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By describing the transformation of Alonso's body into stuff of the sea as "suffer[ing] a sea-change," Ariel is making an argument about the nature of transformation.

The first definition offered by the OED reads:
trans. To have (something painful, distressing, or injurious) inflicted or imposed upon one; to submit to with pain, distress, or grief.
Only much further down the list of definitions does OED offer a less loaded gloss of the word:
To be the object of an action, be acted upon, be passive.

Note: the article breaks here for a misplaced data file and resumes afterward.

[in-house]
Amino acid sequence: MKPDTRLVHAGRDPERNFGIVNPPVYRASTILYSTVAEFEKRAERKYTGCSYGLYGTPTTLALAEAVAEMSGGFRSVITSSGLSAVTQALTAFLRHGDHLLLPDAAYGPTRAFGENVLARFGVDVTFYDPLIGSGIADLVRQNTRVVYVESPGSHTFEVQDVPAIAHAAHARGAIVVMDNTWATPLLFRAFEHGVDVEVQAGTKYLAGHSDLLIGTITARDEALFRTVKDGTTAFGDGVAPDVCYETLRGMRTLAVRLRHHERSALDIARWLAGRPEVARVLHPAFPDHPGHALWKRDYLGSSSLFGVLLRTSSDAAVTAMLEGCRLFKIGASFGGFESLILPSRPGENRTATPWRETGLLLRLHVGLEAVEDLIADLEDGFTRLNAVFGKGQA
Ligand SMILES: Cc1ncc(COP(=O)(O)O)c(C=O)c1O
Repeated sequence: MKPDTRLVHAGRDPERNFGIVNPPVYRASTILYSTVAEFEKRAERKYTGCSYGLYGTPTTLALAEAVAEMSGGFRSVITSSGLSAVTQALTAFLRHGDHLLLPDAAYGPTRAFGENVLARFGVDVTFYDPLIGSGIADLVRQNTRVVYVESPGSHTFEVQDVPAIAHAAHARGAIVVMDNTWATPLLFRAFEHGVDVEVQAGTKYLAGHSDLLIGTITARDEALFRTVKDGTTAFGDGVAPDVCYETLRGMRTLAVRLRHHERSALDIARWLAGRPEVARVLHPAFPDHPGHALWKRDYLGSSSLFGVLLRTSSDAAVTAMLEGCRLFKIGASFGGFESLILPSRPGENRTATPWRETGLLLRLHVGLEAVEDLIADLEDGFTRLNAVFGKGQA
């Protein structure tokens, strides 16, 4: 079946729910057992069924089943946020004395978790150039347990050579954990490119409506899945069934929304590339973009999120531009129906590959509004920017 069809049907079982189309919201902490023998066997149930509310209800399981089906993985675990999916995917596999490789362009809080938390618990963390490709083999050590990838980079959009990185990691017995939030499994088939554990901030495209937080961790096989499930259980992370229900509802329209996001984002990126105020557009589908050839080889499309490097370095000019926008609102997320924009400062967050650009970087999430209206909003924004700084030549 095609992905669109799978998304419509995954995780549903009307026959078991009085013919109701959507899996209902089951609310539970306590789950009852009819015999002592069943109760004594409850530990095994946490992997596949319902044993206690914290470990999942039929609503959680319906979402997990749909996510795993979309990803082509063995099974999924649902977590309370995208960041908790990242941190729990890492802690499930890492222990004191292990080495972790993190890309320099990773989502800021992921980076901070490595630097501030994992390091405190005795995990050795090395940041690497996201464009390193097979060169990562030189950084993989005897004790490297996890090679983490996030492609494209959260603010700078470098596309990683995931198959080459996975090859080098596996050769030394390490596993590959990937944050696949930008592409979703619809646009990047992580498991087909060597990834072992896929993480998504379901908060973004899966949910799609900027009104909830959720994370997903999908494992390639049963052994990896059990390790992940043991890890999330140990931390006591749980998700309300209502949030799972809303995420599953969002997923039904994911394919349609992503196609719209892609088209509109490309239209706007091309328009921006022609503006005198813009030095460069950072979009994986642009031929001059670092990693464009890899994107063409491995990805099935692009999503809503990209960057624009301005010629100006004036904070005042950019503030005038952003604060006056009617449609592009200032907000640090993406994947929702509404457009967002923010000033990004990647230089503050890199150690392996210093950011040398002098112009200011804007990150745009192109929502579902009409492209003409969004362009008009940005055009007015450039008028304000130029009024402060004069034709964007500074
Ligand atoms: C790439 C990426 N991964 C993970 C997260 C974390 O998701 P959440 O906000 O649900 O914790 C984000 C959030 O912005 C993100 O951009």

The implication, then, is that the transformation is probably painful or disgraceful, or at the very least, passive and against the will of the transformed one. By choosing the word "suffer" to describe Alonso's experience of decomposition, Ariel inserts the image of pain, perhaps as an allusion to the Christian notion of suffering for one's sins. The word certainly implies a loss of power at the hands of natural forces, which unsettles the order Alonso set up for himself by disposing of Prospero.

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